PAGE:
We hold these truths to be self-evident: That all men are created equal; that they are endowed by their Creator with certain unalienable rights; that among these are life, liberty, and the pursuit of happiness.
-Declaration of Independence
It behooves us all, especially in this pivotal election year, to reflect on the words of our nations Founders in light of medical sciences capacity to infringe upon the first human right, the right to life.
The Sunday Times of London recently reported that a couple screened children shortly after conception who might have had an increased chance for cancer so they destroyed the embryos that had the defective gene. This medical capability in modern day eugenics has terrifying and profound implications for American public policy.
The article started, A woman has conceived Britains first baby guaranteed to be free from hereditary breast cancer. You would almost think that what she and her husband consented to was a good thing.
They had her eggs fertilized to produce 11 female children. They then had a lab genetically test all of them for a gene that increases the chance of breast cancer. Five of them were found to be free of the gene, of which two were implanted in her womb. Shes now 14 weeks pregnant.
The other embryos were all destroyed.
The couples rationale was they had two family members who had suffered with breast cancer. They wanted healthy babies, so they made sure the wife would only carry a baby that was not considered at risk for breast cancer. After all, breast cancer is one of the leading killers of women in the world.
But there was not even an ironclad certainty that any of them would ever get breast cancer. What the couple decided to do and what the doctors did is disturbing. Should we cull the herd of humanity, looking for genetic weakness and destroying life in the earliest stage for those whom we deem to carry too risky health problems?
This destruction of life ignores the chances of finding a cure.
Today there are illnesses we can successfully treat or even cure that were thought hopeless when babies were born with them. Every year there are increasingly effective treatments for cancer, and scientists say there is a solid chance we can find a cure for the disease.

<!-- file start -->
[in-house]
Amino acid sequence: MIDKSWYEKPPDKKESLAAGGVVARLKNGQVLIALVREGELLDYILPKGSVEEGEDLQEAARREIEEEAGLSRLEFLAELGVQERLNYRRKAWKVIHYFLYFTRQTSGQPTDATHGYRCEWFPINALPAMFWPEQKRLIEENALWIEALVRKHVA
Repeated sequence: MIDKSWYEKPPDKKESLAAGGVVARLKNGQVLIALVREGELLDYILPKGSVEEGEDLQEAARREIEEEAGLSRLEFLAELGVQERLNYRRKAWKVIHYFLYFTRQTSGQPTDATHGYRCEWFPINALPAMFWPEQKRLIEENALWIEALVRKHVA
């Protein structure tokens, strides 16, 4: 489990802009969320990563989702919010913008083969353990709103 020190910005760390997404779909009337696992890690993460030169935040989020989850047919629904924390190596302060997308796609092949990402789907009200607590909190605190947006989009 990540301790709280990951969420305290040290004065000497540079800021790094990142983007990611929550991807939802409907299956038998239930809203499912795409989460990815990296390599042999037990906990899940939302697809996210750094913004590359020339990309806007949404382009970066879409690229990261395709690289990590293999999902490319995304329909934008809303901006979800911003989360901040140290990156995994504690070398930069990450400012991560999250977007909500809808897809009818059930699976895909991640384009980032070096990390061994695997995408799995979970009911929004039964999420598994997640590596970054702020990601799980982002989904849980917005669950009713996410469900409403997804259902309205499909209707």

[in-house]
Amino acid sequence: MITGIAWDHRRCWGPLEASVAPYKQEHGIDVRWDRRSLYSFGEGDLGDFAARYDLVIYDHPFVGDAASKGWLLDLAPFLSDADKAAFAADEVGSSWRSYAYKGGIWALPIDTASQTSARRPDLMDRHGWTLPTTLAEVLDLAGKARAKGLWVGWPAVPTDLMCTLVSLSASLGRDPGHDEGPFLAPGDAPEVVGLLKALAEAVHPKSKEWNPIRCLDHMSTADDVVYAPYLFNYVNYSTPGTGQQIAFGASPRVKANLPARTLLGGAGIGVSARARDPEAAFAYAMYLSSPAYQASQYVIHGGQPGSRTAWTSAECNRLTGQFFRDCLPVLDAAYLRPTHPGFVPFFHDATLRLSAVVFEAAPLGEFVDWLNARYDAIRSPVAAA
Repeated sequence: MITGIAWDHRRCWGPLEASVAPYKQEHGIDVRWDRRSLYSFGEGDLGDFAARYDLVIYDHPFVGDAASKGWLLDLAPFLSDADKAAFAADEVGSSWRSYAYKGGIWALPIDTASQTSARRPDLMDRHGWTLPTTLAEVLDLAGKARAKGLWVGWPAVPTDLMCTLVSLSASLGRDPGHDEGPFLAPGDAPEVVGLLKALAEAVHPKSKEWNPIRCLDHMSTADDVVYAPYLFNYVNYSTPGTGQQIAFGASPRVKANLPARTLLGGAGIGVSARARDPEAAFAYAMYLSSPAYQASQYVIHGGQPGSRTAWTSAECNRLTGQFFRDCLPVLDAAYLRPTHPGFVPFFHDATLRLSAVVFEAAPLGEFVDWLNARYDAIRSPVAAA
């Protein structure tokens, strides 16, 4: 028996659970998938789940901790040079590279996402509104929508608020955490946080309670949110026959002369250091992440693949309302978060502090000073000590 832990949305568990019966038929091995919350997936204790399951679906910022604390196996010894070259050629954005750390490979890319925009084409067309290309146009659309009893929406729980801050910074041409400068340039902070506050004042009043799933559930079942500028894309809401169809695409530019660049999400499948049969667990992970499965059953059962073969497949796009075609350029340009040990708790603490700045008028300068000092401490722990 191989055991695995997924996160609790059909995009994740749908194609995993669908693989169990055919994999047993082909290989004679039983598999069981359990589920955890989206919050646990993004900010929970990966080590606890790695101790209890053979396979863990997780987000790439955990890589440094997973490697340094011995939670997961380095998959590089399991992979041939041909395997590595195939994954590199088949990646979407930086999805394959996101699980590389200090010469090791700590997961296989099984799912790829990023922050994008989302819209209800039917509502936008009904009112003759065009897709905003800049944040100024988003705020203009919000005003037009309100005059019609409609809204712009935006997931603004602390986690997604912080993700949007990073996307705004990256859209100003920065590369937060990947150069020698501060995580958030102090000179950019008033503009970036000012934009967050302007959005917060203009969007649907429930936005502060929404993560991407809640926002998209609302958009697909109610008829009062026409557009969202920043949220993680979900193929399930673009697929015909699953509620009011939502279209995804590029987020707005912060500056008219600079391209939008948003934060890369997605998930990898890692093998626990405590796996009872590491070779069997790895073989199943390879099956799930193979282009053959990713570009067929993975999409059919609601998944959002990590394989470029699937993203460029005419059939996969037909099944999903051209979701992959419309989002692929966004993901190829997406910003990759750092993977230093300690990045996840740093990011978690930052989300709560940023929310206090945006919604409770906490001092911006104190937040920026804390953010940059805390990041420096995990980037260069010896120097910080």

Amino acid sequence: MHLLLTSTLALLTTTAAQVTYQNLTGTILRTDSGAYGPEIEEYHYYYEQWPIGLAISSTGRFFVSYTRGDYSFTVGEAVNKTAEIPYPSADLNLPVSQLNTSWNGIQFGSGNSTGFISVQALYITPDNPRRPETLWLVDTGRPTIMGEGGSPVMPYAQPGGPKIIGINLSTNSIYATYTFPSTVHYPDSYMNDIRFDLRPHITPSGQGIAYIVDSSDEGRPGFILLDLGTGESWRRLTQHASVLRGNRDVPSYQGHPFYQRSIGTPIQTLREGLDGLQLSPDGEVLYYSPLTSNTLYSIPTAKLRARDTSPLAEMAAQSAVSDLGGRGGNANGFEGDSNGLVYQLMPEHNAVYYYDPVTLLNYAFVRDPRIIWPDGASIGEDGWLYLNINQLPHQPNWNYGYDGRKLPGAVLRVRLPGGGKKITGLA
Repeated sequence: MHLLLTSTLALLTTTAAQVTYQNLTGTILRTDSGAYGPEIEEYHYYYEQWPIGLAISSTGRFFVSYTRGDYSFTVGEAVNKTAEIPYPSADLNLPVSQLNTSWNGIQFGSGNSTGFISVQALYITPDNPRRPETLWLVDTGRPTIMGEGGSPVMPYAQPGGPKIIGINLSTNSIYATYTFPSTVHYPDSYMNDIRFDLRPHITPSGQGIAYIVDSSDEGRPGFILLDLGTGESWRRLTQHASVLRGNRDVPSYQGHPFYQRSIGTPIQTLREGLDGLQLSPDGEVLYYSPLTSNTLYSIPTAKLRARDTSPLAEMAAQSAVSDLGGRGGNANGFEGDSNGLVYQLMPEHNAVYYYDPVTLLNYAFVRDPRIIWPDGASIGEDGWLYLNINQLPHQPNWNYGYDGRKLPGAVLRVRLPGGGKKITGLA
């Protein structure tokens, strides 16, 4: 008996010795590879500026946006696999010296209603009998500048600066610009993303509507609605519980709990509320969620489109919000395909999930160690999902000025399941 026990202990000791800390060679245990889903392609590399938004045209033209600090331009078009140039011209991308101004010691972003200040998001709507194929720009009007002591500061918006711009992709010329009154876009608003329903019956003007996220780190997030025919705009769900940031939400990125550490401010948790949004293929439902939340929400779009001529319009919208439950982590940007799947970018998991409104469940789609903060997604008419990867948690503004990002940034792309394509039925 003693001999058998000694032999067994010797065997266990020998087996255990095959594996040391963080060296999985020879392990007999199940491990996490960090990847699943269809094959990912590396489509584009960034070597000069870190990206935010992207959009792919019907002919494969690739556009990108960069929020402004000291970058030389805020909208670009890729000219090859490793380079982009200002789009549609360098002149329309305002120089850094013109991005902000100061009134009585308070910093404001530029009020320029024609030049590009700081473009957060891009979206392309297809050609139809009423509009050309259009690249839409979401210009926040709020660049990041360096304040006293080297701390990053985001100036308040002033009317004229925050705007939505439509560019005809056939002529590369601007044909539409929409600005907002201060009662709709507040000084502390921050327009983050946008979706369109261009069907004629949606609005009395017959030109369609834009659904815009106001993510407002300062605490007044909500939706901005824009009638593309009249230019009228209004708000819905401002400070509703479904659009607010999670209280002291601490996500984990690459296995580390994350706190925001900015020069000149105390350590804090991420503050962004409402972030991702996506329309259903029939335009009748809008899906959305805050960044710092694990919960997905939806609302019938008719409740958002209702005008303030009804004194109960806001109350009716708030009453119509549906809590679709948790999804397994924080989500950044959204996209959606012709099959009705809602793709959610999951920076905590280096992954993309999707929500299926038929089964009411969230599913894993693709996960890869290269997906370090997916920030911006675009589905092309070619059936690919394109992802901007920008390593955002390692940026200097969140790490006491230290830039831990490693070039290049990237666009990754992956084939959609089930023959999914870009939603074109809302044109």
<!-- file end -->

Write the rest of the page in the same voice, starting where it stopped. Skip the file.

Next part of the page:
What a tragedy it would be to destroy a life today to save that person from possibly encountering an illness in the future when we may have a cure for that illness years before they get sick.
I am a cancer survivor. Eight years ago I was treated for prostate cancer. Prostate cancer is one of the leading killers of men in the world.
I am also 60 years old. What if there was a genetic screening test for prostate cancer 60 years ago? Would I have been born? As I look at the faces of my grown children, I contemplate that they would never have lived if their father had never been born.
There is a horrifying slippery slope here. Where do we draw the line? Again, these babies did not have a debilitating lifelong malady. All they had was a chance of developing an illness. Whats next? Poor eyesight or hearing? How about food allergies?
Better yet, why stop at abnormalities? How about insisting they be taller than average, or have superior abilities? While youre at it, why not also select the eye color and hair color? Dont just fertilize eleven eggs. Fertilize a hundred, choose the single best one, and destroy the rest.
Yet that is the world we now live in, so our leaders must now take a stand on all such policy issues.
This is similar in one regard to our recent national debate on embryonic stem cell research. For several years the press and liberals pounded the president for opposing the destruction of fertilized embryos like those destroyed by British doctors for scientific research. But earlier this year scientists discovered a method for extracting stem cells from skin cells called somatic cell dedifferentiation. Now scientists can engage in all the research they like without harming anyone.
Thats the potential of medical science. And its the potential ignored by the aforementioned British doctors, and those like them in America.
We are in an era where science enables us to do wonderful things, but also terrible things. Our public policy must protect life, especially the lives of innocent, unborn children.
And we must never deceive ourselves that we do children a favor by ending their lives as they begin.